The next interlude sets up the main plot and sub-plot points for the movie to follow: Spock and U’hura are fighting, a nameless man makes a deal with the devil to save his sick daughter’s life, and Kirk has to deal with the fallout from the opening mission. In Kirk’s report, the mission to save the volcano planet essentially didn’t happen. In Spock’s report, it did, with minute detail to the particulars. Kirk finds out about Spock’s report, only during a sit-down with an admiral, at which point he finds out he’s being demoted and having his ship taken away from him.

Kirk’s sense of betrayal, however, seems completely ludicrous, as only an idiot would think that only the captain’s report is reviewed by Starfleet. Here we find one of the first major character betrayals in this movie: in both the classic and the reboot universe, Kirk is a brash risk-taker who doesn’t mind breaking the rules when it suits his purpose. However, he’s not so retarded as to be ignorant of the hierarchy he’s up against, and he’d certainly not be caught flat-footed by mere bureaucratic procedure of having a subordinate’s report damn him without practicing some form of futuristic CYA.

Anyways…

The movie’s plot starts moving in the aftermath of Kirk’s demotion. The nameless man, who earlier made a deal with a mysterious stranger to save his daughter, now fulfills his part of the bargain. He goes to work and sets off a bomb — completely destroying his workplace and killing many.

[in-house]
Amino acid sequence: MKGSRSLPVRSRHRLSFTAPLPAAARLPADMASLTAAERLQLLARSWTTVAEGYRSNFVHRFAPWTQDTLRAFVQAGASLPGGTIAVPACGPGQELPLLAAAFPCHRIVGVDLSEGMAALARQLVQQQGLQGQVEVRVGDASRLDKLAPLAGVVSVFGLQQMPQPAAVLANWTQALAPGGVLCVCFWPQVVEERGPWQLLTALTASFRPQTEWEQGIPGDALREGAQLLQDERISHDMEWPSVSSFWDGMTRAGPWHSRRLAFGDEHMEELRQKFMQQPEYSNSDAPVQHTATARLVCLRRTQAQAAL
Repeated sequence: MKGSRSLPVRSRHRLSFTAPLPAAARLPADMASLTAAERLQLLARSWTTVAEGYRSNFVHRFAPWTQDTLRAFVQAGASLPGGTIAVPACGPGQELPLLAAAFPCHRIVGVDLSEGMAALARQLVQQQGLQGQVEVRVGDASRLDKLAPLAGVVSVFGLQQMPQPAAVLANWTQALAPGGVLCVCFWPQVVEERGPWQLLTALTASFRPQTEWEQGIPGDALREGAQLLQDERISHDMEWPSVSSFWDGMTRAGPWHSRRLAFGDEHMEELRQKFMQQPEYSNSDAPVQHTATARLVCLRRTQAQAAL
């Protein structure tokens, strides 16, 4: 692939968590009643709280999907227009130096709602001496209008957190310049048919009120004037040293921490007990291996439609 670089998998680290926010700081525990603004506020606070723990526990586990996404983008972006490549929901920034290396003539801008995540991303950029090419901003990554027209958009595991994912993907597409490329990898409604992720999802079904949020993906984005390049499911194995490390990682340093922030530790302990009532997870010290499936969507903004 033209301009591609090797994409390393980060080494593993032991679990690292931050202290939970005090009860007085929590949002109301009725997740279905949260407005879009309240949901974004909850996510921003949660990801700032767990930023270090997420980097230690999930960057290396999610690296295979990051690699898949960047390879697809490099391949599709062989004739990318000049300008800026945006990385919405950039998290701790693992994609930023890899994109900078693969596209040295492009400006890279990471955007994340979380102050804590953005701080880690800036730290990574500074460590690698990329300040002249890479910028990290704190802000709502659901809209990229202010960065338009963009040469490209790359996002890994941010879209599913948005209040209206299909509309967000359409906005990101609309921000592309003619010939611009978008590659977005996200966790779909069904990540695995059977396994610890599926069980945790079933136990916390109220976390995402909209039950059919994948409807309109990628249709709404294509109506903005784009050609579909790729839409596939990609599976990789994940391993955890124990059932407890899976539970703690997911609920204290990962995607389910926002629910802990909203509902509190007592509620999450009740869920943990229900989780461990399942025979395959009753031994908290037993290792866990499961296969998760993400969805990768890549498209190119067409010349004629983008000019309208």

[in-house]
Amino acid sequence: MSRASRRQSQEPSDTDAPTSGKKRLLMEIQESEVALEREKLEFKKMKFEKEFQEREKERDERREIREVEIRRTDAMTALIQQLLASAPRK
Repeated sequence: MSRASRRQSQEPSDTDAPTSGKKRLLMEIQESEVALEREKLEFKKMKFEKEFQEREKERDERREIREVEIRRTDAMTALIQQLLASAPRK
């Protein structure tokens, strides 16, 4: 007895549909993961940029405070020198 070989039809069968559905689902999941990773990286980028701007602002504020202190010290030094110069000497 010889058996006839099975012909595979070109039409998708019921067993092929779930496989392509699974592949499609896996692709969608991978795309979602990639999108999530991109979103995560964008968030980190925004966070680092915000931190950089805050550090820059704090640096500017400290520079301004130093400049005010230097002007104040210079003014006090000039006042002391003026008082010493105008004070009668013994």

A meeting of local Starfleet commanders is called as soon as the dust settles. They’ve discovered that the bombing was caused by a rogue dissenter who has fled to the Klingon homeworld to avoid retaliation. The assembled captains at this meeting represent the main command of all the ships around Earth, and they’ve been given their orders to track down the dissenter before he gets to Klingon space.

In a turn that seems incoherent from a man who’s just been undercut by his subordinate’s routine filing of a report, Kirk is the first to question why the bombing happened at the place it happened. Why bomb a library if your aim is to cripple the Federation? Well, it turns out it wasn’t just a library. It was a cover for a Section 31 archive.